I used to love Disney movies. I can remember paying money to sit in the theatre in 1991 (sans children) to watch the first release of Beauty and the Beast.

It was clever, entertaining, and magical; arriving right on the heels of the amazing animated musical that broke an almost 20 year Disney drought in 1989 – The Little Mermaid. 

The next nine years produced some remarkable and ground breaking movies for Disney. Aladdin – 1992, The Lion King – 1994, Pocahontas – 1995, Toy Story – 1995 and Mulan – 1998 (we will conveniently forget The Hunchback of Notre Dame, Hercules and Tarzan) – it seemed for a while that the studio could do no wrong.

Then came a bleak period of truly terrible movies – The Emperor’s New Groove, Monsters, Inc., Lilo & Stitch, and okay, I’ll say it . . Cars. Yikes!

I had mostly given up on Disney, but the trailers for Zootopia won me over, and I decided to give them one more go. Well, let’s just say that with this film, “Disney’s got its groove back”.

What has always made a Disney movie great is that it plays equally well on two levels – one that is light, fast moving, and colourful for the kids, and a second written only for the adults, full of nuance, humour, and wit. 

Zootopia takes place in a seemingly utopian world (hence the name Zootopia) run by mammals who have learned how to live and work (mostly peacefully) together. 

The story is classic old Hollywood detective: Eager country bumpkin bunny (Judy Hopps, convincingly played by actress Ginnifer Goodwin who sounds a lot like Jennifer Tilly) is determined to become the very first bunny police officer in the metropolis of Zootopia. Despite her diminutive size, she uses her brains and sheer determination to make the force, amid colleagues who include rhinos, lions and elephants. Much to her chagrin, she is plagued not only by sexism, but “sizeism”, and is relegated to being a meter maid.

Enter the sly fox (Nick Wilde, artfully played by Jason Bateman) who she busts for making his living in a complex and ingeniously intricate scheme marketing bootlegged popsicles. 

Despite a rocky start, they eventually find that she needs his street smarts to help solve the mysterious disappearance of animals in Zootopia, and to bust an elaborate political scandal reminiscent of the worst type of public opinion manipulation schemes.

Zootopia tackles some incredibly tough issues, and handles them easily without getting preachy: Gender bias, racism, political corruption, and intellectual elitism. The characters are exceptionally well cast and the dialogue is pithy and engaging. There are a few moments in the film (specifically the guard wolves and the DMV sloths) that are laugh-out-loud funny.

This film is by far the best Disney movie I’ve seen since 2009’s Up. A non-musical Disney, the one song featured in the film is worth mentioning – "Try Everything", sung by Shakira, who is cleverly portrayed as pop star Gazelle. 

Here’s hoping Zootopia ushers in a new era of creative and impactful animated films made to last beyond Happy Meal toys and Halloween costumes.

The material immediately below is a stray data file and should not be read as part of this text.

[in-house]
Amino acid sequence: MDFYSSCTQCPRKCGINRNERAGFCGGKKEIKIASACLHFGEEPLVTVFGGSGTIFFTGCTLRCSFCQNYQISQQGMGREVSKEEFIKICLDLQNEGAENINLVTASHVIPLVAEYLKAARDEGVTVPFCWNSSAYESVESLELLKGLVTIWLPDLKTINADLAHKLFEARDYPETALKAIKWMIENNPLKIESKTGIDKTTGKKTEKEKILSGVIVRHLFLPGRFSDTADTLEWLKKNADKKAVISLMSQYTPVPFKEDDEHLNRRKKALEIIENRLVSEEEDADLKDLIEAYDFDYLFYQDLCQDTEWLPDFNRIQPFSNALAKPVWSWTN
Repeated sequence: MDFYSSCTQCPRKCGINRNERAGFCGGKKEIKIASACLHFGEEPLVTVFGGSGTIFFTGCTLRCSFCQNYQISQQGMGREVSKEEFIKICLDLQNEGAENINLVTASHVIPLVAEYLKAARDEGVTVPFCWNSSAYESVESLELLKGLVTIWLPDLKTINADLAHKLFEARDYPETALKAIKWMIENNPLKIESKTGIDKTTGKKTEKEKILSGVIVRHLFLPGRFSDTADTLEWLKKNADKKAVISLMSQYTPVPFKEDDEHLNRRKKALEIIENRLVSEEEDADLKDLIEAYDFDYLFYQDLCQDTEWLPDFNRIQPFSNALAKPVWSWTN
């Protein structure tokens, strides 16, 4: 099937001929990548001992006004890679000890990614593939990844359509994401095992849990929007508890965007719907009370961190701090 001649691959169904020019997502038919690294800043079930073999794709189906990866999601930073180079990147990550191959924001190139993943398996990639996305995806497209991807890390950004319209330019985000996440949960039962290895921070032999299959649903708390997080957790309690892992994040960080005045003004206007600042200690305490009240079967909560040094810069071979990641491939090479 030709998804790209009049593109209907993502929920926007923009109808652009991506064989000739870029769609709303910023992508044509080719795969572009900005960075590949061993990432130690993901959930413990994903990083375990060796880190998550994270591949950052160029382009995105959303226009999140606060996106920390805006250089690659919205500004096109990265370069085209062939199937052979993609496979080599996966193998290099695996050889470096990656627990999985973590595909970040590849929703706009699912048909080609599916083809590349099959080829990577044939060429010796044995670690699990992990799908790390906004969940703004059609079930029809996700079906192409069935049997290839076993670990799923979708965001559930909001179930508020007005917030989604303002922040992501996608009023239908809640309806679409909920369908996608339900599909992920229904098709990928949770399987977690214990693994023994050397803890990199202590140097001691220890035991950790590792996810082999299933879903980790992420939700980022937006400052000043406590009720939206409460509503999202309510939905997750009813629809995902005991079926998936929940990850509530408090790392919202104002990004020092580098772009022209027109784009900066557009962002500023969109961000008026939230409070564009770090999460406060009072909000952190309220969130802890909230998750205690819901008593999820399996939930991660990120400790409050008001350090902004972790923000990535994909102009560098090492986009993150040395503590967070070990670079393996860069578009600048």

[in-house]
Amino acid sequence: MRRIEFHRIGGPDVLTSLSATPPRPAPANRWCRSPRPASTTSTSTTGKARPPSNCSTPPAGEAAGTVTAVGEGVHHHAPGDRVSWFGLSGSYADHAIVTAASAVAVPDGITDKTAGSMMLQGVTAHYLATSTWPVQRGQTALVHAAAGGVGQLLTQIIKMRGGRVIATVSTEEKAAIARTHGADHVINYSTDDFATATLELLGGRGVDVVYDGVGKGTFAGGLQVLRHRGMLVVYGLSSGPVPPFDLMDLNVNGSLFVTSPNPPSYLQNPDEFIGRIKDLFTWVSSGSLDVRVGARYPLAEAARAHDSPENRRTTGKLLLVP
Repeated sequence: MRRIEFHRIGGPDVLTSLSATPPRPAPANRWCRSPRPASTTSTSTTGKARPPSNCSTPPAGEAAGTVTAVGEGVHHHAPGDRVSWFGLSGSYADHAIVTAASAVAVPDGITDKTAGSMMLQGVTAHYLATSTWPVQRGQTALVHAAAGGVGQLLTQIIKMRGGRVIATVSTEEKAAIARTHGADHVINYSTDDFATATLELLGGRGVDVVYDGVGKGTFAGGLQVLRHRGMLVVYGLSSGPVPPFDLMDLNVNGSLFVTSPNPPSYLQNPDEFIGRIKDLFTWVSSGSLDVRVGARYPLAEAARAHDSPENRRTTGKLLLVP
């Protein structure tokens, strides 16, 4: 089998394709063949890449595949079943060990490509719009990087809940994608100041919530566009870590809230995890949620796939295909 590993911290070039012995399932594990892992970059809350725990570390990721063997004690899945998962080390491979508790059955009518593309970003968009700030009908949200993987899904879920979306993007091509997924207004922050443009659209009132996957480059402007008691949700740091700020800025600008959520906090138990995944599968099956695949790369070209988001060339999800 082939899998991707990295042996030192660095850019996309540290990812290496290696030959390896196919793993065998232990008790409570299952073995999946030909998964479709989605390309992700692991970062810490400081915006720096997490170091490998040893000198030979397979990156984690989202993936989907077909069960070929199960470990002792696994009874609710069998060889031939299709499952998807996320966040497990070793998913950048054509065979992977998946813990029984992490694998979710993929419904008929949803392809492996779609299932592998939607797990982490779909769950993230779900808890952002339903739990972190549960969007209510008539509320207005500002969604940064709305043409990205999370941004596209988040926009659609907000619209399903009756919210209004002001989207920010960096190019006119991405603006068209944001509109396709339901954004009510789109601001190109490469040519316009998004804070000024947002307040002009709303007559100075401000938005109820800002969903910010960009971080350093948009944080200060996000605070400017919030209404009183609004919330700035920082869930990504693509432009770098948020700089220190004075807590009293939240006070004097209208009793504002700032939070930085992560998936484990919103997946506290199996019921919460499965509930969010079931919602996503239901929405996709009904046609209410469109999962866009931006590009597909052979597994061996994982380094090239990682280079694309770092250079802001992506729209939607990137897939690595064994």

I give this movie . . . five BIG hearts.

Movie locations and times


Netflix Recommendation

Glen Campbell: I’ll Be Me

This documentary gives an honest and stark view into the journey of a man who has become a shadow of his former self, due to advanced Alzheimer’s. 

On stage, Glen Campbell is still able to sing and play, but his disease has reached a point where he can no longer recognize his own daughter who is there performing with him. It is remarkable that he is able to remember the arrangements. 

There are many scenes on the road with his wife, daughter, and band, but I would have liked to see a little less “happy happy controlled environment” in this film and delve a little into the darker and more trying side of what living with an Alzheimer’s person is like. We never really know what lurks beneath the charming and affable grin when he’s not performing, but perhaps that is an allegory in itself into the life of a performer.

It’s worth watching.


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About the Author

Kim Foreman-Rhindress is a graduate of the American Academy of Dramatic Arts in New York City and London Western Conservatory of music for piano and voice. 

Kim has been performing in theatre and film for over 30 years in Canada, NYC, Palm Beach, Los Angeles, and the Netherlands. She has written several plays which have been produced in Canada and the U.S., and is the founder of Kelowna Voice Lab - helping people find their voice, be it singing or acting. 

A working musician, she performs regularly in Kelowna with her husband, Jim Rhindress, in an acoustic duo Smitten, and with her vintage trio Kitsch 'n Sync.  

The views expressed are strictly those of the author and not necessarily those of Castanet. Castanet does not warrant the contents.

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